The brief 2017 Arkansas alligator hunt ended with a record number of harvested reptiles.
That’s according to the Arkansas Game & Fish Commission, which says Arkansas hunters brought in 94 alligators during the hunt which stretched over two long weekends. The previous record reached only last year was 66.
Mark Barbee, AGFC biologist at the Monticello Regional Office who coordinates the annual hunt, says the increase is largely the result of increased permits being available for the hunt.
“We’ve had steady interest in hunting (alligators), and our population is in good shape,” Barbee said. “We’ve been able to increase the harvest over the years to give more hunters opportunities to participate in the hunt.”
Barbee says 152 permits were available for the 2017 season, of which 101 were available for public draw.
“The other permits are given to some large land holders with exceptionally high alligator populations to be able to eliminate nuisance issues in a controlled hunt,” Barbee said.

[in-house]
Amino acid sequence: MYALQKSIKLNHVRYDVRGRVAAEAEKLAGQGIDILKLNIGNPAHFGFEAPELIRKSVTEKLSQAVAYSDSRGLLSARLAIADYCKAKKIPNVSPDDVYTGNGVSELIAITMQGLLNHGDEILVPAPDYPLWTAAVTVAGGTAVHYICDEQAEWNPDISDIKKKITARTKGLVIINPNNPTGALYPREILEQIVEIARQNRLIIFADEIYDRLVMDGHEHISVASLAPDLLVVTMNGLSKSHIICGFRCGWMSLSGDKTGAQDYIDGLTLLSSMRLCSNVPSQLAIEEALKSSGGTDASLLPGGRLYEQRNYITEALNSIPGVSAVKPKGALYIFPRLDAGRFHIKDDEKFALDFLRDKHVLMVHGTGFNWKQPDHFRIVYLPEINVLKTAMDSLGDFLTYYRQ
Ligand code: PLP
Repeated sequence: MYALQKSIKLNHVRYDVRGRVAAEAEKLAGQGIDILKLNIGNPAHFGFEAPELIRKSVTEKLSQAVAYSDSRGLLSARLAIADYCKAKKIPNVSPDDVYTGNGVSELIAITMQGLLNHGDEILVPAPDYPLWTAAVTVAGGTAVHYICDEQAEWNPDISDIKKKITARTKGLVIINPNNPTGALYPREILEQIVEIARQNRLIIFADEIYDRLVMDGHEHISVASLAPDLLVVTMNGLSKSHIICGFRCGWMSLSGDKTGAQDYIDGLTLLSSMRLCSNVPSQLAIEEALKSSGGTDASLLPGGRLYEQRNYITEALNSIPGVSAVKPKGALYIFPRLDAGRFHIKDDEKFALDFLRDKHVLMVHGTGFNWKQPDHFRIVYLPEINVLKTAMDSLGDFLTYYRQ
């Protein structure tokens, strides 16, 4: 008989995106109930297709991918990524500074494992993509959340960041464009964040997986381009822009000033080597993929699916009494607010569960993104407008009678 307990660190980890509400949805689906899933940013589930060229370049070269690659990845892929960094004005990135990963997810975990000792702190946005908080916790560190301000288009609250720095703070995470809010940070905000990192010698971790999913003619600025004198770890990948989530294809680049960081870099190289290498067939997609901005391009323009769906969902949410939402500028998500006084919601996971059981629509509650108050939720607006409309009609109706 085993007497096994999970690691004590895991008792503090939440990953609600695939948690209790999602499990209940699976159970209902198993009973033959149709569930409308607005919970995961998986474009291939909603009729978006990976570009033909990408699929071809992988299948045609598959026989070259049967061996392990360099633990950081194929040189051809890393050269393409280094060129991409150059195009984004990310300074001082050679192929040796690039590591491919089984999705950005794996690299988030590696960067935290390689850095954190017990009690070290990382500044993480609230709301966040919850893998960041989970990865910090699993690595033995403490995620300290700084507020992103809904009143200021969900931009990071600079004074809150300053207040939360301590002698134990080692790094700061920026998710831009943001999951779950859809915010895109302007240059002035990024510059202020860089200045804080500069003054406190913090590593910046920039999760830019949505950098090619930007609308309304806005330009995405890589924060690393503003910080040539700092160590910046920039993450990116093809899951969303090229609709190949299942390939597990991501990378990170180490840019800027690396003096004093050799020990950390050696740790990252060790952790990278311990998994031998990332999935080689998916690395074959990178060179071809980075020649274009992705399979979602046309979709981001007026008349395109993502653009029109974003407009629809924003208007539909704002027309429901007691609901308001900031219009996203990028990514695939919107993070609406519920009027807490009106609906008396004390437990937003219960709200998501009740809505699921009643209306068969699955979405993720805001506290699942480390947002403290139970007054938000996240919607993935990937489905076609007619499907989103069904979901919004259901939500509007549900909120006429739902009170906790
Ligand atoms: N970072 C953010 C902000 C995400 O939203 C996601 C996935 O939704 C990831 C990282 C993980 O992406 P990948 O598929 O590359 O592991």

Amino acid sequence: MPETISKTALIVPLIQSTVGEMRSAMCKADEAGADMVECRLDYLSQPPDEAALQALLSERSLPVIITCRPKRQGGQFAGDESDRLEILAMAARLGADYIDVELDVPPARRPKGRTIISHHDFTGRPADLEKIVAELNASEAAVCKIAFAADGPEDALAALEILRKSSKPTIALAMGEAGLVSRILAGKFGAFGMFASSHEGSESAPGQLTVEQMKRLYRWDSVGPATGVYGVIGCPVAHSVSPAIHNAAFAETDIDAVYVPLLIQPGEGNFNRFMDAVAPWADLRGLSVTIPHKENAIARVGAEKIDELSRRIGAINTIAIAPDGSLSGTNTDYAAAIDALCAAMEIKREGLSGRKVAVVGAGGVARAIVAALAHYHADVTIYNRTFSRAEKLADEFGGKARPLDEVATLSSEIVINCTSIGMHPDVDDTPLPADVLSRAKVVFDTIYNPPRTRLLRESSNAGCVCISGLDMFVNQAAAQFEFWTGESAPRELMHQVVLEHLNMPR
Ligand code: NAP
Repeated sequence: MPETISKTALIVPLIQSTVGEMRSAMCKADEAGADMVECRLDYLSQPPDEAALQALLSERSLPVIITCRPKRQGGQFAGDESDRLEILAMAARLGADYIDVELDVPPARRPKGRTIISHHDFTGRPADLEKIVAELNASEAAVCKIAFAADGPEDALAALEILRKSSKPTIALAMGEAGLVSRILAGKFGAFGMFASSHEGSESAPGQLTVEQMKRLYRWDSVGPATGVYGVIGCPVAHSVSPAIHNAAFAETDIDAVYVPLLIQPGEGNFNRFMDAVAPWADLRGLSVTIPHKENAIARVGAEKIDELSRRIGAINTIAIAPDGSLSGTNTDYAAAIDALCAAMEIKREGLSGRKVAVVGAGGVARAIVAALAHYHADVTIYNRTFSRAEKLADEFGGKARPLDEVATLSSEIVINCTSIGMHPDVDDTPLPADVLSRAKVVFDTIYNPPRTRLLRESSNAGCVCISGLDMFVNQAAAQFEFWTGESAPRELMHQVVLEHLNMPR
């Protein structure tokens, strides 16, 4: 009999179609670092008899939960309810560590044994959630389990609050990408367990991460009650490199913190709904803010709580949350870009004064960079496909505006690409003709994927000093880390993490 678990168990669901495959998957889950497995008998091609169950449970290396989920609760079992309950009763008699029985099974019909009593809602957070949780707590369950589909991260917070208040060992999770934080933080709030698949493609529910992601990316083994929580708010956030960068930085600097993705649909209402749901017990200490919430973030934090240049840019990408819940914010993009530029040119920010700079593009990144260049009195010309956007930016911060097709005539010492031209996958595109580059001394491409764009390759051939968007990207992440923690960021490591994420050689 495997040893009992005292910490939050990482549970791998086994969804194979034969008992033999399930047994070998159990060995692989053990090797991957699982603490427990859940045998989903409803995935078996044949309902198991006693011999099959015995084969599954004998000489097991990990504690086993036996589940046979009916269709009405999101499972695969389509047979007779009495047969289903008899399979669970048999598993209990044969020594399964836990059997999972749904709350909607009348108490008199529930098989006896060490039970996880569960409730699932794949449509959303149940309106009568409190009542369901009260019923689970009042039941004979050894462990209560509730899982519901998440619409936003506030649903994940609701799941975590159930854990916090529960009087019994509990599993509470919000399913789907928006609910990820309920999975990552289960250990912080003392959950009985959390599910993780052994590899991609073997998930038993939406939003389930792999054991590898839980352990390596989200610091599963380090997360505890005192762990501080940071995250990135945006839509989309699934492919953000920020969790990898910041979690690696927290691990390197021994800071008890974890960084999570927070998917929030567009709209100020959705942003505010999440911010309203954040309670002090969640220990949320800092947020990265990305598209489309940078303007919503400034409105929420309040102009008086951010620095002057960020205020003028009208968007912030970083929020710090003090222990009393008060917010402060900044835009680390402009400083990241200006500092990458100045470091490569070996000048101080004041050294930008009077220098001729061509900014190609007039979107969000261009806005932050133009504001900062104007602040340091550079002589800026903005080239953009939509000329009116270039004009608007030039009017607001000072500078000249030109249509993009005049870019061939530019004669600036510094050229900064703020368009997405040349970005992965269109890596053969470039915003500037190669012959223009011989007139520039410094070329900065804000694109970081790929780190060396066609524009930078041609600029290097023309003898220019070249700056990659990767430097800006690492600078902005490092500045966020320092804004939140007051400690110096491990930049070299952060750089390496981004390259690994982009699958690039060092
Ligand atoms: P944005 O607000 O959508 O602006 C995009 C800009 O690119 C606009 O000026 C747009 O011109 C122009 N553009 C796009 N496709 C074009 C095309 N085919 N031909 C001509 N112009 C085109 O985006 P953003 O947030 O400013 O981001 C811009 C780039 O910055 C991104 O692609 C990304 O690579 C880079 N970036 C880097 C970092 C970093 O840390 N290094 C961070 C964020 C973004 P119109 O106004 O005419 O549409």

Although no one checked in an alligator topping the current state record of 13 feet 10 inches, many 11- and 12-foot alligators were checked during the season.
“Typically you’re going to get a bunch of 6- to 9-footers as well,” Barbee said. “But I’ve seen reports of couple of really good 12-footers.”
The southeast zone was responsible for 50 alligators harvested, while the southwest zone had 44 harvested animals. The harvest is typically fairly consistent, with zones trading places in total number of gators checked, depending on the weather and flooding.
Barbee says that although nuisance calls were lower this year than in the past, he doesn’t think it is the result of the population declining from the harvest.
“Our surveys still show plenty of alligators,” Barbee said. “I just think people are becoming a little more used to seeing them in the state. It used to be that if someone saw an alligator, they reported it, but now they’re a little more tolerant of them. Some people even see it as an opportunity to hunt them if they draw a private and at-large tag.”